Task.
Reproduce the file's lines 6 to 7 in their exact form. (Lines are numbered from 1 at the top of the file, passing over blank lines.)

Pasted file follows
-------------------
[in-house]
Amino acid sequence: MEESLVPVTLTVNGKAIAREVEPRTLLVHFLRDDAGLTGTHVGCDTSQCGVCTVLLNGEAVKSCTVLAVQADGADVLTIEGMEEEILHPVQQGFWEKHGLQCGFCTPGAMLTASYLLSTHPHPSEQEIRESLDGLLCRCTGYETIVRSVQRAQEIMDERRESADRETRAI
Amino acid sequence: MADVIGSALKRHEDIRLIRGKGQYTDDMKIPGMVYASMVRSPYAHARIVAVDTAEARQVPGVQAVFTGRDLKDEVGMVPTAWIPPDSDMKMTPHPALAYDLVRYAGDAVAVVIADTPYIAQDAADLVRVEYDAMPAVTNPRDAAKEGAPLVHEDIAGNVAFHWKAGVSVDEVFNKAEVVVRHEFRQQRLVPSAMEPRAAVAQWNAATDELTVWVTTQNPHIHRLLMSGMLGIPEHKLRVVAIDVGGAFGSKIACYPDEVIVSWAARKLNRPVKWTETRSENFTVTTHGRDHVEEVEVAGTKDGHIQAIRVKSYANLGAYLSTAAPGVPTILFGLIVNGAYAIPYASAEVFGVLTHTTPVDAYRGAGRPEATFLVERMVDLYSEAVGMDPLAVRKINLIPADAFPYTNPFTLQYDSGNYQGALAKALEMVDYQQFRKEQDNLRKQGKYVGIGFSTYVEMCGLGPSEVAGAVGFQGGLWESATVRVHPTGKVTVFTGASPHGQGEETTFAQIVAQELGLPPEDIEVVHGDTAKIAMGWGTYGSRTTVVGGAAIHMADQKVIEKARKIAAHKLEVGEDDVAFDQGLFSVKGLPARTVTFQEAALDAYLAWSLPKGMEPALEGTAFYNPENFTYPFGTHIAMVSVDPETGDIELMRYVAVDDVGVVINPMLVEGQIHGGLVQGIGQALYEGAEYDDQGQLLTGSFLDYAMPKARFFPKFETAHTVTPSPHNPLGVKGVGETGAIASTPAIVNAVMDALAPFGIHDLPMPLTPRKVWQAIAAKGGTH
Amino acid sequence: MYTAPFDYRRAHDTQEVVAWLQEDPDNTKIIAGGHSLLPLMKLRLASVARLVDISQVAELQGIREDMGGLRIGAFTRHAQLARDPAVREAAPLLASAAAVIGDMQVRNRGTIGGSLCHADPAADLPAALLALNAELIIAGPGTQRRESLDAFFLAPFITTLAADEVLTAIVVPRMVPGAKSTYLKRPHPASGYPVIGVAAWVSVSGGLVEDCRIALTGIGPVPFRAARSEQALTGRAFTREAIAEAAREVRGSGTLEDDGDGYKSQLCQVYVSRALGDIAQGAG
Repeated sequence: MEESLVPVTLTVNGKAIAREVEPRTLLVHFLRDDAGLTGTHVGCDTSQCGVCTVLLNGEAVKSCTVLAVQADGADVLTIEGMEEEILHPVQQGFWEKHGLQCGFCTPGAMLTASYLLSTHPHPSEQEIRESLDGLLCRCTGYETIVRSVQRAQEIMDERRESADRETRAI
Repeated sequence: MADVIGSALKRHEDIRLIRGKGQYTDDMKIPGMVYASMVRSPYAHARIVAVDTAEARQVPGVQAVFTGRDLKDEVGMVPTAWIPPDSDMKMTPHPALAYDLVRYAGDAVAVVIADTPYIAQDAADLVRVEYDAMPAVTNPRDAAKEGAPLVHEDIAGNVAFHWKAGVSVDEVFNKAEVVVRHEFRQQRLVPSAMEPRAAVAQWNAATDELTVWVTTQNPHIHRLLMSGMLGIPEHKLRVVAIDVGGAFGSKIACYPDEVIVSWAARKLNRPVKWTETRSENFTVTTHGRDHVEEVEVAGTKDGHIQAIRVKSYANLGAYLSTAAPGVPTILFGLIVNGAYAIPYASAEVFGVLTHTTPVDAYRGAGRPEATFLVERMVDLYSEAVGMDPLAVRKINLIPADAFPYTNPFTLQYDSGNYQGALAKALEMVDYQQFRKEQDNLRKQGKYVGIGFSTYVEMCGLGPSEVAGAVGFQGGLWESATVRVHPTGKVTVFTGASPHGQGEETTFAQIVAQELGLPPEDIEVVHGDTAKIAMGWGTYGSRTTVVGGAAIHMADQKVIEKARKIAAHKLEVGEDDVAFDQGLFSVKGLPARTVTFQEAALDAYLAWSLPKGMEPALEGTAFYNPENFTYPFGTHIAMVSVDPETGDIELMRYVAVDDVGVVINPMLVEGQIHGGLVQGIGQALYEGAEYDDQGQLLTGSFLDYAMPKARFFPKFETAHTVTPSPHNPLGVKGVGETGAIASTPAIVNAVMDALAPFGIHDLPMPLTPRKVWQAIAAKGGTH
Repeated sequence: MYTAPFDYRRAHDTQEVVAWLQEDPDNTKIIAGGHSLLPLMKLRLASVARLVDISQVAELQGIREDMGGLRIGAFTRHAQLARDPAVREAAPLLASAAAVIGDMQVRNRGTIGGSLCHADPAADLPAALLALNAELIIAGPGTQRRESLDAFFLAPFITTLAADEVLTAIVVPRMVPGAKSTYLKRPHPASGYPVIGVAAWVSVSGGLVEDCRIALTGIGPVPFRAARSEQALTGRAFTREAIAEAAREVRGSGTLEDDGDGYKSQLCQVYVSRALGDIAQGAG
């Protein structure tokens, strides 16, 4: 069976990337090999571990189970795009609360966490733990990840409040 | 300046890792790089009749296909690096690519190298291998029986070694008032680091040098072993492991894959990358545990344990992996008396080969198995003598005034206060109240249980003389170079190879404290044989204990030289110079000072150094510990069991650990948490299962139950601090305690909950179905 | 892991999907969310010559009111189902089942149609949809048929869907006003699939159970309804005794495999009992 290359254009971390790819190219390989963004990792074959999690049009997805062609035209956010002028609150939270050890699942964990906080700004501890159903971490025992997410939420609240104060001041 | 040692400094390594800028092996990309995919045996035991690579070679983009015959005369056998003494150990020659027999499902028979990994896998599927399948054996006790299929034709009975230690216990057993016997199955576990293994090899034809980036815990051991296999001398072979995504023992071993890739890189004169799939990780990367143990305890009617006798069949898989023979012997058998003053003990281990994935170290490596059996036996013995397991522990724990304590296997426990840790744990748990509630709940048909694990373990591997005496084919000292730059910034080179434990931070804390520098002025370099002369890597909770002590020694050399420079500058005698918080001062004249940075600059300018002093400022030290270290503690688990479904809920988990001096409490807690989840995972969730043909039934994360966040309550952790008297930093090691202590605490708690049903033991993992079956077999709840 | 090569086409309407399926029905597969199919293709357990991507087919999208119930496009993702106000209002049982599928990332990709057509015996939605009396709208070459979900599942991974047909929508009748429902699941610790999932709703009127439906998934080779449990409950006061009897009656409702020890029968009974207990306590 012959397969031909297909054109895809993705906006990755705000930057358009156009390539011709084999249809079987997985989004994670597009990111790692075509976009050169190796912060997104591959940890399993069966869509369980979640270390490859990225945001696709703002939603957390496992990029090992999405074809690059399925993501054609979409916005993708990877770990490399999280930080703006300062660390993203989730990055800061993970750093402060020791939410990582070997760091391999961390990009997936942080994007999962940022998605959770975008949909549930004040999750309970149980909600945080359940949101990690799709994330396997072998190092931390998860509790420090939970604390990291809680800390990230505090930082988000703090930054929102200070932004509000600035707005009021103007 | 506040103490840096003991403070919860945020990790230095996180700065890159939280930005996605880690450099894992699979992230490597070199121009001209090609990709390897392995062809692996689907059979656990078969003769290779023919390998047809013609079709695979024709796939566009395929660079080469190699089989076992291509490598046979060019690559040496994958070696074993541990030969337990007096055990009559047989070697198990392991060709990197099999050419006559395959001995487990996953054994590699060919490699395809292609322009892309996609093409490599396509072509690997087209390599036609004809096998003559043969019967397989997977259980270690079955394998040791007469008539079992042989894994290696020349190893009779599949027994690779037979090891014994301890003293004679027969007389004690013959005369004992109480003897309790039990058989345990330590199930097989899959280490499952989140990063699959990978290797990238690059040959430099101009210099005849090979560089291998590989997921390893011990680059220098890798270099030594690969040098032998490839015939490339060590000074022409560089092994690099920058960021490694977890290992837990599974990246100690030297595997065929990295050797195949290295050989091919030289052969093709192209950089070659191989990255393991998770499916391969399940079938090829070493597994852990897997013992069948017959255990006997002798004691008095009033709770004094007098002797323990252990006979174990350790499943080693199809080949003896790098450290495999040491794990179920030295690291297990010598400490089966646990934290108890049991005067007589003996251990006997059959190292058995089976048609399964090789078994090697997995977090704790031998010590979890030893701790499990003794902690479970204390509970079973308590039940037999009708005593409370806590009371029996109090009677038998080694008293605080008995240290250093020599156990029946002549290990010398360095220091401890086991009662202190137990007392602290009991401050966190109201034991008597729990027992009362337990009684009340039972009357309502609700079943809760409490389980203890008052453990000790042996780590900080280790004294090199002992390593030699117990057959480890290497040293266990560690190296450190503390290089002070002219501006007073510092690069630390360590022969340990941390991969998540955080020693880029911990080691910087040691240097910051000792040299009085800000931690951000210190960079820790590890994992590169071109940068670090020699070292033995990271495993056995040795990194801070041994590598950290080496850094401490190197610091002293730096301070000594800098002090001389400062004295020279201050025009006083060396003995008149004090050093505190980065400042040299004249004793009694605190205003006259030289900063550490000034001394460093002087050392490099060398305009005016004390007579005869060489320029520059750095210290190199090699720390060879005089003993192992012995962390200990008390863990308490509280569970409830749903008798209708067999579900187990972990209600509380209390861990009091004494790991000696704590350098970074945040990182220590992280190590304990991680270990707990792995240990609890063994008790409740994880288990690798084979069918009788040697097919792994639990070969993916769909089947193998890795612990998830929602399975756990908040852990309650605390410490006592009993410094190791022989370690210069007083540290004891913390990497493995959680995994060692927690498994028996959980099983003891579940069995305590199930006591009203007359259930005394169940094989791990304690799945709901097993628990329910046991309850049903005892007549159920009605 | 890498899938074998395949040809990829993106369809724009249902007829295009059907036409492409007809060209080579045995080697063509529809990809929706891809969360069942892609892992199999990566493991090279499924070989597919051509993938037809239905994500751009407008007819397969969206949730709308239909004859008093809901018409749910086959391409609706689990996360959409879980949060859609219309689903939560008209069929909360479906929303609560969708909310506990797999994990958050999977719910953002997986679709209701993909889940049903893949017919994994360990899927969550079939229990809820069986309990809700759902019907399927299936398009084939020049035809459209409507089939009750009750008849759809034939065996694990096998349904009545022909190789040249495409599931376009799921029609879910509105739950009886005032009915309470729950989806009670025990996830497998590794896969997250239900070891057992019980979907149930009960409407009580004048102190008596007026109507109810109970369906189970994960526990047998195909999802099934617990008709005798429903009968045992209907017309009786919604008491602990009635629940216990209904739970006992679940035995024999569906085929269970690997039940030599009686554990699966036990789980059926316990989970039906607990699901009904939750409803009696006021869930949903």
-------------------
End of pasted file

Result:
Repeated sequence: MADVIGSALKRHEDIRLIRGKGQYTDDMKIPGMVYASMVRSPYAHARIVAVDTAEARQVPGVQAVFTGRDLKDEVGMVPTAWIPPDSDMKMTPHPALAYDLVRYAGDAVAVVIADTPYIAQDAADLVRVEYDAMPAVTNPRDAAKEGAPLVHEDIAGNVAFHWKAGVSVDEVFNKAEVVVRHEFRQQRLVPSAMEPRAAVAQWNAATDELTVWVTTQNPHIHRLLMSGMLGIPEHKLRVVAIDVGGAFGSKIACYPDEVIVSWAARKLNRPVKWTETRSENFTVTTHGRDHVEEVEVAGTKDGHIQAIRVKSYANLGAYLSTAAPGVPTILFGLIVNGAYAIPYASAEVFGVLTHTTPVDAYRGAGRPEATFLVERMVDLYSEAVGMDPLAVRKINLIPADAFPYTNPFTLQYDSGNYQGALAKALEMVDYQQFRKEQDNLRKQGKYVGIGFSTYVEMCGLGPSEVAGAVGFQGGLWESATVRVHPTGKVTVFTGASPHGQGEETTFAQIVAQELGLPPEDIEVVHGDTAKIAMGWGTYGSRTTVVGGAAIHMADQKVIEKARKIAAHKLEVGEDDVAFDQGLFSVKGLPARTVTFQEAALDAYLAWSLPKGMEPALEGTAFYNPENFTYPFGTHIAMVSVDPETGDIELMRYVAVDDVGVVINPMLVEGQIHGGLVQGIGQALYEGAEYDDQGQLLTGSFLDYAMPKARFFPKFETAHTVTPSPHNPLGVKGVGETGAIASTPAIVNAVMDALAPFGIHDLPMPLTPRKVWQAIAAKGGTH
Repeated sequence: MYTAPFDYRRAHDTQEVVAWLQEDPDNTKIIAGGHSLLPLMKLRLASVARLVDISQVAELQGIREDMGGLRIGAFTRHAQLARDPAVREAAPLLASAAAVIGDMQVRNRGTIGGSLCHADPAADLPAALLALNAELIIAGPGTQRRESLDAFFLAPFITTLAADEVLTAIVVPRMVPGAKSTYLKRPHPASGYPVIGVAAWVSVSGGLVEDCRIALTGIGPVPFRAARSEQALTGRAFTREAIAEAAREVRGSGTLEDDGDGYKSQLCQVYVSRALGDIAQGAG